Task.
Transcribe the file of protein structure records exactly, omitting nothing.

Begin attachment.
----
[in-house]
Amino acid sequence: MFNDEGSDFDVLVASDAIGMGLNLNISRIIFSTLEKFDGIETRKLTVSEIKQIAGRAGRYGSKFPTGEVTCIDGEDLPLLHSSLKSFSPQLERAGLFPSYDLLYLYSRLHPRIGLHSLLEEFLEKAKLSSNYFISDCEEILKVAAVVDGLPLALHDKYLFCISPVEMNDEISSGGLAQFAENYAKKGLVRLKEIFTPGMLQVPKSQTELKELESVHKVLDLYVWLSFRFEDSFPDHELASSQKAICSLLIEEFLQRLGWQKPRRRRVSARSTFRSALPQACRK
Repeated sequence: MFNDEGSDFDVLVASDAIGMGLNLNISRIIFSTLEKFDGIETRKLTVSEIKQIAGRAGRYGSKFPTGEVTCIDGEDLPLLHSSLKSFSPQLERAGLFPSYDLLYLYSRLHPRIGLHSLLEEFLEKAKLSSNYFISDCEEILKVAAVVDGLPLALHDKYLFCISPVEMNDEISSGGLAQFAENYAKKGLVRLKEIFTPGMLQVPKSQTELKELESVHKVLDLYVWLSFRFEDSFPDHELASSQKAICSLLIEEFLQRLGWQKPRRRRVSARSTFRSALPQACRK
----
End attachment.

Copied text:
[in-house]
Amino acid sequence: MFNDEGSDFDVLVASDAIGMGLNLNISRIIFSTLEKFDGIETRKLTVSEIKQIAGRAGRYGSKFPTGEVTCIDGEDLPLLHSSLKSFSPQLERAGLFPSYDLLYLYSRLHPRIGLHSLLEEFLEKAKLSSNYFISDCEEILKVAAVVDGLPLALHDKYLFCISPVEMNDEISSGGLAQFAENYAKKGLVRLKEIFTPGMLQVPKSQTELKELESVHKVLDLYVWLSFRFEDSFPDHELASSQKAICSLLIEEFLQRLGWQKPRRRRVSARSTFRSALPQACRK
Repeated sequence: MFNDEGSDFDVLVASDAIGMGLNLNISRIIFSTLEKFDGIETRKLTVSEIKQIAGRAGRYGSKFPTGEVTCIDGEDLPLLHSSLKSFSPQLERAGLFPSYDLLYLYSRLHPRIGLHSLLEEFLEKAKLSSNYFISDCEEILKVAAVVDGLPLALHDKYLFCISPVEMNDEISSGGLAQFAENYAKKGLVRLKEIFTPGMLQVPKSQTELKELESVHKVLDLYVWLSFRFEDSFPDHELASSQKAICSLLIEEFLQRLGWQKPRRRRVSARSTFRSALPQACRK